Encapsulation Label: The identifiable label for the control message. PPE will insert this label to the control message.
 Guaranteed QoS: All control messages within a session will have a fixed network resource level. This is designed to protect the control messages from potential congestion caused by regular data traffic.
 The process begins by the PPE controller 70 receiving (600) a control message from the switch controller 20 which is then parsed (605) to find the ID as explained above.
 The PPE controller 70 then searches (610) the session table 25 according to the control message ID parsed (605) from the control message. The results of the search are used to decide (615) if there is a match such that the corresponding entry may be retrieved from the session table 25. If not match, the message is dropped (640) and the event recorded. If there is a match, the PPE controller 70 may perform some QoS processing (steps 620, 625, 645, 650, 640) that are analogous to the QoS processing described above in relation to FIGS. 15a and 15 b such that a repetition here is not necessary. Again, this QoS processing is considered an optional but desirable feature.
 After QoS processing, the PPE may then send (635) out the control message to the associated optical interface (identified by the entry in the session table 25 for that control message) as a data payload. Specifically, the control message is tunneled as payload within a SONET, SDH or OTN frame payload and thereby shares its fate with the packet data being carried by the provider network.
 Provisioning of Pseudo-Wires
 The conventional LDP (label distribution protocol, RFC3036) is used by the invention to setup and manage pseudo wires: each pseudo-wire runs over a bi-directional cross-connection such as a SONET, SDH, or OTN cross-connection. Each pseudo-wire includes two unidirectional paths, one in each direction. Each provider edge initiates the setup of the path on behalf of ingress L2 traffic.
 Each path may be uniquely identified by the triple <sender, receiver, encapsulation label>. The triple is part of the message sent between nodes during the label negotiation phase shown in FIG. 17. The VCID is an example of an encapsulation label that may be used by the invention. A conventional VCID label is a 32-bit quantity that must be unique in the context of a single LDP session between two provider edges. For a given pseudo-wire, the same encapsulation label (e.g. VCID) must be used when setting up both paths.
 As described during our discussion on FIG. 3, to aggregate a data flow and thus establish a pseudo-wire, the network operator first downloads all the mapping information to the provider edge nodes. Through LDP, two provider edge nodes negotiate encapsulation label for a data flow.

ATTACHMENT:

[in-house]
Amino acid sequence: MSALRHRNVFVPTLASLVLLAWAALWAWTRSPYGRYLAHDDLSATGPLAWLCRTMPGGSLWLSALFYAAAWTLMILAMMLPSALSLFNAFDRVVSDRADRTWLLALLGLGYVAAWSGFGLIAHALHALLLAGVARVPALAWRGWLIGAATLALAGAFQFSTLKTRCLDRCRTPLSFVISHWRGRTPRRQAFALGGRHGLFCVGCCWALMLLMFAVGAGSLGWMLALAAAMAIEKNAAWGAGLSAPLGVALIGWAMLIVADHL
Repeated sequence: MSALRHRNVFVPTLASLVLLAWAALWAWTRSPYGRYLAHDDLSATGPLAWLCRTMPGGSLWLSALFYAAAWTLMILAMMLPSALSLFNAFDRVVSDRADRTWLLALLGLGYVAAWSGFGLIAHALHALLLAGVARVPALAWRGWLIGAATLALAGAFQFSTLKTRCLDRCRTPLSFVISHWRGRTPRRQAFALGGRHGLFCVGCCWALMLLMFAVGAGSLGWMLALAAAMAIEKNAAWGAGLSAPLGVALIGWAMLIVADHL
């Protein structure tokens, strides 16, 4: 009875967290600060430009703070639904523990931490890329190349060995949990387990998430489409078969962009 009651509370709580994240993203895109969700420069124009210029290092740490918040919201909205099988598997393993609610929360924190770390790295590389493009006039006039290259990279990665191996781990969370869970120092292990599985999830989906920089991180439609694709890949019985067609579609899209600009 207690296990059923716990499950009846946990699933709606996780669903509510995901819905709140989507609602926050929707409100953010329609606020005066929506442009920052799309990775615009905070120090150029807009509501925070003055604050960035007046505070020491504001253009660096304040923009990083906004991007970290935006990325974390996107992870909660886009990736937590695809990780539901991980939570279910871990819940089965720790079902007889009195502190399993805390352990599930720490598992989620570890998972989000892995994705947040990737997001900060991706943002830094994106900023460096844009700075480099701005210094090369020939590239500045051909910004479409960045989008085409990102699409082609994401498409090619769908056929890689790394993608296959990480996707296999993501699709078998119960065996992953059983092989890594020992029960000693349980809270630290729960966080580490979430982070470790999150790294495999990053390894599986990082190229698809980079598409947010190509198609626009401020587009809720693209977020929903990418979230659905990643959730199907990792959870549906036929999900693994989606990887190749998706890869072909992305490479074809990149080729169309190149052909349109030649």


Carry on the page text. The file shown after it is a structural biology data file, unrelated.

To create a pseudo wire between two provider edges, the network operator needs to provide the IP addresses of the provider edges, and assign a, for example, 32-bit VCID to represent this pseudo wire. To support Ethernet VLAN services, the operator needs to feed VLAN-ID's to both provider edges as well.
 Through LDP, two provider edge nodes exchange encapsulation label, physical port and VLAN information, and negotiate the encapsulation labels. Specifically, LDP will use Virtual Circuit FEC and Generic Label FEC during label negotiation. Upon completion, the provider edge nodes will program hardware for frame classification and MPLS label encapsulation. The detailed operation of LDP is conventional and beyond the scope of this invention.
FIG. 17 further explains the process of setting up a pseudo wire over optical network according to the invention. Essentially, FIG. 17 is a sequence diagram that performs the following processes.
 1. Initially, there exists an operational optical connection between provider edge nodes (Node-1 and Node-2 in FIG. 17). Traditionally, in carrier networks, such connections are static in nature—they are not frequently modified once established.
 2. Node-1 and Node-2 will establish a peering session over the optical connection. The method for session establishment is to inject control messages into the connection, and each control message is encapsulated with an identifiable label. (See the description for FIGS. 7 and 7d above)
 3. Upon the establishment of the peering session, Network Operator will issue data flow setup requests to both Node-1 and Node-2. The request will include the following information: